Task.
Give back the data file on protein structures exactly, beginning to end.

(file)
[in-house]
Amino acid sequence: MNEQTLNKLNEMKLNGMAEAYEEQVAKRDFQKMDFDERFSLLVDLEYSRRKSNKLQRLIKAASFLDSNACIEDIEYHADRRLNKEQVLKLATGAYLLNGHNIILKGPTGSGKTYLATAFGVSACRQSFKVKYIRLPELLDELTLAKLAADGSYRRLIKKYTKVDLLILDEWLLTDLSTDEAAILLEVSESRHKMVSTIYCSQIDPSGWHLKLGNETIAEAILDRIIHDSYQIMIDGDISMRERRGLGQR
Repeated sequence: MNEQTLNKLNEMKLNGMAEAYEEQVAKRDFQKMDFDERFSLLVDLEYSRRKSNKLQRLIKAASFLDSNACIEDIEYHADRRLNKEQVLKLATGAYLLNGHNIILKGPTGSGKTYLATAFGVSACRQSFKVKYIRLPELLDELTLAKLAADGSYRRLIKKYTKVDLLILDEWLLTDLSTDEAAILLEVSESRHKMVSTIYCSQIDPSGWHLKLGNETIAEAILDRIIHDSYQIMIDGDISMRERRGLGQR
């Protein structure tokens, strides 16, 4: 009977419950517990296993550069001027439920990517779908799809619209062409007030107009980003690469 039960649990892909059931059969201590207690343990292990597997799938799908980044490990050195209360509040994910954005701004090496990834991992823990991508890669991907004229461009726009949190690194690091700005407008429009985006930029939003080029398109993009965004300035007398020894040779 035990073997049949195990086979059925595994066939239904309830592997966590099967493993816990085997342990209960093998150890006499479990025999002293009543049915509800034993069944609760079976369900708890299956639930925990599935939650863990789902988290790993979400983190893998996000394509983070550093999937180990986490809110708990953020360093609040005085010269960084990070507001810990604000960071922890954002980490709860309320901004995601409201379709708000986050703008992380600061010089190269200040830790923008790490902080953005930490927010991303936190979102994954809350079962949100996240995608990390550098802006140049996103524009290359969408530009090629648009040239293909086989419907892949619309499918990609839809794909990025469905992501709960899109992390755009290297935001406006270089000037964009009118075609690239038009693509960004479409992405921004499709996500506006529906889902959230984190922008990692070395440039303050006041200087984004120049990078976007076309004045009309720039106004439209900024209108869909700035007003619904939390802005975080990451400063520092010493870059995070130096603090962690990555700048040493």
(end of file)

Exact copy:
[in-house]
Amino acid sequence: MNEQTLNKLNEMKLNGMAEAYEEQVAKRDFQKMDFDERFSLLVDLEYSRRKSNKLQRLIKAASFLDSNACIEDIEYHADRRLNKEQVLKLATGAYLLNGHNIILKGPTGSGKTYLATAFGVSACRQSFKVKYIRLPELLDELTLAKLAADGSYRRLIKKYTKVDLLILDEWLLTDLSTDEAAILLEVSESRHKMVSTIYCSQIDPSGWHLKLGNETIAEAILDRIIHDSYQIMIDGDISMRERRGLGQR
Repeated sequence: MNEQTLNKLNEMKLNGMAEAYEEQVAKRDFQKMDFDERFSLLVDLEYSRRKSNKLQRLIKAASFLDSNACIEDIEYHADRRLNKEQVLKLATGAYLLNGHNIILKGPTGSGKTYLATAFGVSACRQSFKVKYIRLPELLDELTLAKLAADGSYRRLIKKYTKVDLLILDEWLLTDLSTDEAAILLEVSESRHKMVSTIYCSQIDPSGWHLKLGNETIAEAILDRIIHDSYQIMIDGDISMRERRGLGQR
């Protein structure tokens, strides 16, 4: 009977419950517990296993550069001027439920990517779908799809619209062409007030107009980003690469 039960649990892909059931059969201590207690343990292990597997799938799908980044490990050195209360509040994910954005701004090496990834991992823990991508890669991907004229461009726009949190690194690091700005407008429009985006930029939003080029398109993009965004300035007398020894040779 035990073997049949195990086979059925595994066939239904309830592997966590099967493993816990085997342990209960093998150890006499479990025999002293009543049915509800034993069944609760079976369900708890299956639930925990599935939650863990789902988290790993979400983190893998996000394509983070550093999937180990986490809110708990953020360093609040005085010269960084990070507001810990604000960071922890954002980490709860309320901004995601409201379709708000986050703008992380600061010089190269200040830790923008790490902080953005930490927010991303936190979102994954809350079962949100996240995608990390550098802006140049996103524009290359969408530009090629648009040239293909086989419907892949619309499918990609839809794909990025469905992501709960899109992390755009290297935001406006270089000037964009009118075609690239038009693509960004479409992405921004499709996500506006529906889902959230984190922008990692070395440039303050006041200087984004120049990078976007076309004045009309720039106004439209900024209108869909700035007003619904939390802005975080990451400063520092010493870059995070130096603090962690990555700048040493």